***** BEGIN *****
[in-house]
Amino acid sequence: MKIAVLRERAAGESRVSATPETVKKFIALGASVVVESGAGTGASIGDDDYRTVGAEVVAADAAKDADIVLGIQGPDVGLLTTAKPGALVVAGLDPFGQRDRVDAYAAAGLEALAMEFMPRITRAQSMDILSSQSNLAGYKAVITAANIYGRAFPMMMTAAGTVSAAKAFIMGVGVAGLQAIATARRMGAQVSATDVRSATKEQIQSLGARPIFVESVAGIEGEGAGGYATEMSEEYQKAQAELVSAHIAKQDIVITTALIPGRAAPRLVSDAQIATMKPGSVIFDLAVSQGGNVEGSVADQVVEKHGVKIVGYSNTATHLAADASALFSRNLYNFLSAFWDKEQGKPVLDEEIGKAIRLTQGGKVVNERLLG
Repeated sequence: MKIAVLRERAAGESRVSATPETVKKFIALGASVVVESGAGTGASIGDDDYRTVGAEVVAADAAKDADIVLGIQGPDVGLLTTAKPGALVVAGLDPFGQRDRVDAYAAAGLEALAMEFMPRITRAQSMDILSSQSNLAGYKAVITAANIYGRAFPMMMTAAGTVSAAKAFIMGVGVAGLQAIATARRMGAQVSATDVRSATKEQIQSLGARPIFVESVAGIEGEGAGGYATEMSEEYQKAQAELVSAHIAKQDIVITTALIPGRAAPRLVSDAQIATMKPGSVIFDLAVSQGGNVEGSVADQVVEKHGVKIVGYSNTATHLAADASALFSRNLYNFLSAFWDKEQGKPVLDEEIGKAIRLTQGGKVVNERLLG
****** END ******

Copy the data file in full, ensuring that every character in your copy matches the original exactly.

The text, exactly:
[in-house]
Amino acid sequence: MKIAVLRERAAGESRVSATPETVKKFIALGASVVVESGAGTGASIGDDDYRTVGAEVVAADAAKDADIVLGIQGPDVGLLTTAKPGALVVAGLDPFGQRDRVDAYAAAGLEALAMEFMPRITRAQSMDILSSQSNLAGYKAVITAANIYGRAFPMMMTAAGTVSAAKAFIMGVGVAGLQAIATARRMGAQVSATDVRSATKEQIQSLGARPIFVESVAGIEGEGAGGYATEMSEEYQKAQAELVSAHIAKQDIVITTALIPGRAAPRLVSDAQIATMKPGSVIFDLAVSQGGNVEGSVADQVVEKHGVKIVGYSNTATHLAADASALFSRNLYNFLSAFWDKEQGKPVLDEEIGKAIRLTQGGKVVNERLLG
Repeated sequence: MKIAVLRERAAGESRVSATPETVKKFIALGASVVVESGAGTGASIGDDDYRTVGAEVVAADAAKDADIVLGIQGPDVGLLTTAKPGALVVAGLDPFGQRDRVDAYAAAGLEALAMEFMPRITRAQSMDILSSQSNLAGYKAVITAANIYGRAFPMMMTAAGTVSAAKAFIMGVGVAGLQAIATARRMGAQVSATDVRSATKEQIQSLGARPIFVESVAGIEGEGAGGYATEMSEEYQKAQAELVSAHIAKQDIVITTALIPGRAAPRLVSDAQIATMKPGSVIFDLAVSQGGNVEGSVADQVVEKHGVKIVGYSNTATHLAADASALFSRNLYNFLSAFWDKEQGKPVLDEEIGKAIRLTQGGKVVNERLLG